Categories :: Consumer > Bankruptcy

For personal debts, most people file for Chapter 7 bankruptcy.

Chapter 7 bankruptcy is quicker and simpler than a Chapter 13 bankruptcy. Chapter 7 is likely to be the better choice if:

  • most or all of your property is exempt and
  • the debts that are creating problems for you will be discharged under a Chapter 7 bankruptcy.

In some cases, most of your debt cannot be eliminated (discharged) by any bankruptcy. These debts include alimony, support, recent income tax debt and certain criminal penalties. Details on these special debts.

You want to pay your creditors back but just need to relieve the pressure now. Chapter 13 bankruptcy will allow you to spread the past-due payments over a 3-5 year period, if you can keep current.

You want to protect someone who co-signed on the debt with you.

  • Under Chapter 13, the creditors will not pursue your co-signer while you are making regular payments.
  • Under Chapter 7, the creditors will pursue your co-signer to pay the debt in full.

If you have filed for bankruptcy before, the type of bankruptcy you had before will determine when (and if) you can file again. You cannot file under Chapter 7 if you received a Chapter 7 or Chapter 13 discharge within the past 8 years. You can file under Chapter 13 in any of the following circumstances:

  • You can file again if you completed a previous Chapter 13 plan and you paid at least 70% of the unsecured debt.
  • 180 days have passed since your past bankruptcy case (Chapter 7 or 13) was dismissed.  (You can refile sooner, if your case was dismissed "without prejudice.")
  • You can file under Chapter 13 at anytime if the plan proposes that you will repay 100% of your debt.

However, after receiving a discharge under Chapter 7, you must wait at least 4 years before you can file for a Chapter 13 Bankruptcy.

You can also file under Chapter 7 if you completed a Chapter 13 plan and you paid at least 70% of the unsecured debt.

If you have enough monthly income to make extra payments but are being harassed for past debt, you can file for Chapter 13 bankruptcy. If you have too much monthly income (compared to your expenses), you may find that your trustee may challenge a Chapter 7 bankruptcy.

You are behind on your mortgage or car loan (secured debts).

  • Under Chapter 13, you can keep your property, including your house or car (as long as you make current payments and put money towards your debts.)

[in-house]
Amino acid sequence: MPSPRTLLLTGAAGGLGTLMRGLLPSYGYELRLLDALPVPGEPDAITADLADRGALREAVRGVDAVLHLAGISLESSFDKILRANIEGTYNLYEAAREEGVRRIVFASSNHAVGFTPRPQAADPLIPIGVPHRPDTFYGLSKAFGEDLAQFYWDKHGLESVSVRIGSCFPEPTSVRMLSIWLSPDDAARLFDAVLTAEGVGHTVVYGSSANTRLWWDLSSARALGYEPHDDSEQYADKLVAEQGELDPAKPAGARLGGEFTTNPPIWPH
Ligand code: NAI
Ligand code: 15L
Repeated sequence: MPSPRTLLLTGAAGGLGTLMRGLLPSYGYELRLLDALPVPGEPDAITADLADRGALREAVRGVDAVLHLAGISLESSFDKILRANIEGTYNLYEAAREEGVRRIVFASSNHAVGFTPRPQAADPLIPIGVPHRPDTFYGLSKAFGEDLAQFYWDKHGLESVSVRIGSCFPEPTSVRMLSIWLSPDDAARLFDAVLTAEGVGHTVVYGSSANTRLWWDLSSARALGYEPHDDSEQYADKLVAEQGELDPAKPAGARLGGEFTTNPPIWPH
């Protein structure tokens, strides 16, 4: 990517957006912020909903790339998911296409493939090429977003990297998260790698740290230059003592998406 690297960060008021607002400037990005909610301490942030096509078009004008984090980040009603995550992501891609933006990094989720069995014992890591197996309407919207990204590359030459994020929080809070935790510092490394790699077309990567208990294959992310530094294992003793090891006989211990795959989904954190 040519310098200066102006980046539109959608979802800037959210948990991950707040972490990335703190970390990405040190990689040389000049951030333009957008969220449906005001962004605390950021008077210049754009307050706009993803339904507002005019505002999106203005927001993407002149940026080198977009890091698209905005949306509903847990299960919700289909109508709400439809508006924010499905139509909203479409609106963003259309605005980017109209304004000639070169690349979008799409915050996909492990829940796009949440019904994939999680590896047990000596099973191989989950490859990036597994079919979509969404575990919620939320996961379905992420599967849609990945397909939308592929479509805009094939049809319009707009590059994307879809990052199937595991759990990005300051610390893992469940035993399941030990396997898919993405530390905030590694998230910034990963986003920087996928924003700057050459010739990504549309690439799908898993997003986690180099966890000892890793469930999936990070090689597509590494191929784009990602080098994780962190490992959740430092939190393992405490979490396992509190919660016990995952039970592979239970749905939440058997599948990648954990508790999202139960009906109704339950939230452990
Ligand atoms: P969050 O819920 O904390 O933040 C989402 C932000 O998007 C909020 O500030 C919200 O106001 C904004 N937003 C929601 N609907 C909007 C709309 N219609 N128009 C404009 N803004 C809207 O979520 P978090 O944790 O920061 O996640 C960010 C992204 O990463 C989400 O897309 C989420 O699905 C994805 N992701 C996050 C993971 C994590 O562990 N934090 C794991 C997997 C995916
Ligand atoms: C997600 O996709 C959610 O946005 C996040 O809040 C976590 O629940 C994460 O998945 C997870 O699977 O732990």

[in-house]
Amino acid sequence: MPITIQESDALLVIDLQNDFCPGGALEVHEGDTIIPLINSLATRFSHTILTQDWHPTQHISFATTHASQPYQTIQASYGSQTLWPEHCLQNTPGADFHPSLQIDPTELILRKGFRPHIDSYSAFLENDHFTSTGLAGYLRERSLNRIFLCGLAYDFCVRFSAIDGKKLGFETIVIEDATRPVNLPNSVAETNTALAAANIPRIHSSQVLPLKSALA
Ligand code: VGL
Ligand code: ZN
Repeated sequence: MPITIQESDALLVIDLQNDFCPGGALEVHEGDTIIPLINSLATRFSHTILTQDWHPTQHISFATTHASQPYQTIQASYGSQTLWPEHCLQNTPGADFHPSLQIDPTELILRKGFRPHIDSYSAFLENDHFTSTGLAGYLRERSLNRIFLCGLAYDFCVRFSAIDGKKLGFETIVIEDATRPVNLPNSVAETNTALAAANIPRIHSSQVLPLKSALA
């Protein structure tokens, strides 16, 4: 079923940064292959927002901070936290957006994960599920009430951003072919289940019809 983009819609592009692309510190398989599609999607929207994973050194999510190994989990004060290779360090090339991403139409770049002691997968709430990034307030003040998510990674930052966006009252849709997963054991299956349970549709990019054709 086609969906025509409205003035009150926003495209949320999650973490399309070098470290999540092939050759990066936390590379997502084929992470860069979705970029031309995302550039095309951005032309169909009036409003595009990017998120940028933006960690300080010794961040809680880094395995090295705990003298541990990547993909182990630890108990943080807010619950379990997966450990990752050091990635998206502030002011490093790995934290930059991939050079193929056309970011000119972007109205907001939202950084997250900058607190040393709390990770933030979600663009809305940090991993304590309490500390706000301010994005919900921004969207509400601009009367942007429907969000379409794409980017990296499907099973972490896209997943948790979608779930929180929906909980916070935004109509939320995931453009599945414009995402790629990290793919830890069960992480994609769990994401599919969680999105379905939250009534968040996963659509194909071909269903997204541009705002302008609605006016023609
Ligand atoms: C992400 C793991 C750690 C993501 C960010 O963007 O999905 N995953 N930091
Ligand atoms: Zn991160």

• Under Chapter 7, you will lose your house or car, unless you can pay the full amount due.

If you have "secured" debts, the best choice for filing bankruptcy will depend on whether you are current in your payments on the secured debt. A secured debt is one where the creditor has taken a lien on the property as collateral. Practically, this means that the creditor has the right to recover their share of the property if you stop making payments. The most common examples are a house or a car.

  • "Secured" debts cannot be discharged under Chapter 7.
  • Past due payments on a "secured" debt can be paid under a Chapter 13 plan.

What this means for you will depend on your payment status on that debt - that is the house or car.

If you are behind in your payments and want to keep the asset, file for Chapter 13. Otherwise you will lose the asset.

If you are current in your payments and you want to keep your house while you file for bankruptcy, the outcome will depend on

  • how much debt you have
  • the amount of equity you have in the house and
  • the type of bankruptcy.
    • Under Chapter 13, you will not lose your house if you can keep up the payments laid out in the reorganization plan.
    • Under Chapter 7, look to see if the total debt on the house is less than the market value of the house. If you have equity in the house after you subtract the debt, look to see if the equity difference is less than the amount you are allowed under the exemptions. If this equity difference is covered by the exemptions, you will be able to keep the house. If the equity difference is more than the exemptions, you are likely to lose the house.

For example, if you owe $100,000 in debt on a house with a market value of $105,000, you have an equity difference of $5,000. Now look at the exemptions. Will they cover this equity difference?

For example, if you owe $100,000 in debt on a house with a market value of $ 95,000, you have no equity in the house. Therefore you do not have value in the house that a creditor can grab in a bankruptcy.

Also, it is usually easy to convert a Chapter 13 bankruptcy into a Chapter 7 bankruptcy (or the reverse).

The United States Bankruptcy Court for the District of Maryland provides very helpful information if you wish to file for bankruptcy on your own, but encourages you to contact an attorney before doing so.

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Edited by Louise Carwell, Esq.; updated by Jillian Chasen and Amy Hennen, Esq., Maryland Volunteer Lawyers Service

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